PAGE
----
Alongside the home price, which can vary depending on location and age of the house, there are a number of other expenses that you should make room for while creating a monthly budget. Educate yourself about how to plan for the costs of owning your own home. Here is a short list of example items that should be included in the cost of homeownership:

  • Closing costs
  • Property taxes
  • Insurance
  • Landscaping
  • Plumbing
  • Professional repairs
  • Monthly mortgage payment

On top of monthly housing costs, take a look at whether you can afford to pay a monthly mortgage. Luckily, there are many different kinds of mortgages available for different circumstances. RMS knows that this can be confusing, but we can help you choose the mortgage that’s right for you. Be sure to keep your eye on changing mortgage interest rates, and leave room for expansion.

If you want to create a space for you and your family to live in for many years, homeownership gives you this control. Even though some neighborhoods have homeowners’ associations that have aesthetic restrictions, you can decorate and curate your home to satisfy your personal desires.

Mortgage payment vs rent payments

If you are currently a renter, you may have noticed that some monthly mortgage payments are about the same as your monthly payment for a rental property. Before you go out and purchase a house - there are other important factors you need to consider, to ensure your homebuying journey goes as smoothly as possible. For instance, when considering your budget, what kind of mortgage rate you qualify for? Or how does your FICO® score affect your home financing opportunity?

As a homeowner, mortgage payments make up the bulk of your monthly costs. Most of the time, you’re paying on mortgage interest, and it could be a while before most of the payment is principal. Your credit score can affect how good of an interest rate you can get. However, people who own their own homes can receive a tax deduction, and there is always the possibility that your home value will increase over time, making real estate a valuable asset. Home mortgage interest is usually tax deductible but may have limitations. The consumer should consult a tax professional for further information.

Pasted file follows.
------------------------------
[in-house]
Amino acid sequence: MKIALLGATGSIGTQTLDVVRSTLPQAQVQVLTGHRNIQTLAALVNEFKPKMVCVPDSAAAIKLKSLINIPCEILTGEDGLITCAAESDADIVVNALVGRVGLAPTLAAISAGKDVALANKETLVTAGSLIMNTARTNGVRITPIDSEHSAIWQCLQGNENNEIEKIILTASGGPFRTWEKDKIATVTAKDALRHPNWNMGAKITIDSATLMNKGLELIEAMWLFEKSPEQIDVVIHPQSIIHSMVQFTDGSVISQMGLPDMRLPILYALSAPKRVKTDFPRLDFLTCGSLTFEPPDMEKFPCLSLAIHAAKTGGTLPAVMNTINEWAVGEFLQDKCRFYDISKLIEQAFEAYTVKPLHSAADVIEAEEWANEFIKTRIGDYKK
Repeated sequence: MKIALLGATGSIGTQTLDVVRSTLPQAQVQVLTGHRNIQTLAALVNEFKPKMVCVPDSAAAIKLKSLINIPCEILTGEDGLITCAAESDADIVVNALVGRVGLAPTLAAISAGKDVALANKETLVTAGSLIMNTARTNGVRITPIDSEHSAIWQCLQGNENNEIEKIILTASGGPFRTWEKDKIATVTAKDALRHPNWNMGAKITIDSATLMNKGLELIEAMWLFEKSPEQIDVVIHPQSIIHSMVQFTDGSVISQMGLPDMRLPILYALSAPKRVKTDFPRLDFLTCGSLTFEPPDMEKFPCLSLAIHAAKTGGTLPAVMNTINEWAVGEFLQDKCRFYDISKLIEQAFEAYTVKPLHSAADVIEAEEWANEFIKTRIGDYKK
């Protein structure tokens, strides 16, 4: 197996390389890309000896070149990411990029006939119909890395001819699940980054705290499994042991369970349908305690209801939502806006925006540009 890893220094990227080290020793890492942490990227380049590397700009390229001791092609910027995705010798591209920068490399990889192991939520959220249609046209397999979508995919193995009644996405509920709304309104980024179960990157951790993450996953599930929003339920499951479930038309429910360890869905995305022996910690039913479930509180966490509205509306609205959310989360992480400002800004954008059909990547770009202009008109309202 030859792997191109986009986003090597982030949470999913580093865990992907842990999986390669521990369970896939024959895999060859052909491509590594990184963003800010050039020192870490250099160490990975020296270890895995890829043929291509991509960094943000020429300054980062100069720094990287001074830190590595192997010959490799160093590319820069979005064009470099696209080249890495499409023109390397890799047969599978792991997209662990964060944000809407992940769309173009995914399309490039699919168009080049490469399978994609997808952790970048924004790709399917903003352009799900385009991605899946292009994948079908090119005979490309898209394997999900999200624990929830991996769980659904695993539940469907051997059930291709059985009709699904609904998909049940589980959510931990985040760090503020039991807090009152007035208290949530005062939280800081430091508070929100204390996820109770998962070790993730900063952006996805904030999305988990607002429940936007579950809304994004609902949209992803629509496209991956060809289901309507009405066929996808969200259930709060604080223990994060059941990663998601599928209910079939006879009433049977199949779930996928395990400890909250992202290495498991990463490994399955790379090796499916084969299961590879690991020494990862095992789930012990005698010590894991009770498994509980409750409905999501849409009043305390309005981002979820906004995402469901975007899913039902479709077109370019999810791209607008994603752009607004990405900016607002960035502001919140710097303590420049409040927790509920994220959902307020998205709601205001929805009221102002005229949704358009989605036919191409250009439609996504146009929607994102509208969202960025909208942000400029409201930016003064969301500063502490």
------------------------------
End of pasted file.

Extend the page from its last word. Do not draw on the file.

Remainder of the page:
Even typical mortgage payments can be hard to understand and, while just grasping the basics of your payments is a good start, RMS has resources for those interested in understanding the intricacies of mortgages.

On the other hand, rental payments are a little more consistent. During your contract, you know exactly what you owe each month and you can rest easy knowing that any damages or mishaps will be taken care of by your landlord. Plus, renters are allowed the flexibility to move at the end of their lease. Financially, renting could make more sense for you, depending on your lifestyle and your area’s housing market.

Even after sitting down and combing through the pros and cons of renting or owning a living space, you might still be torn. If you find yourself at an impasse, plugging some numbers into RMS’ Rent vs. Buy calculator can help you make a final decision. The calculator compares your current rent (and annual rent increase) with information of the potential property. Some of this requires estimation, but it can help you move into the next chapter of your life with certainty. Loan officers are a valuable resource that can help you talk through your options.

Whether a longtime homeowner looking to move to a new area or a young person interested in your options, it's valuable to keep your finger on the pulse of the housing market. Even if you are settled, it could be worth reevaluating your situation every now and then. Be sure to reach out to Residential Mortgage Services with questions on what is best for you now!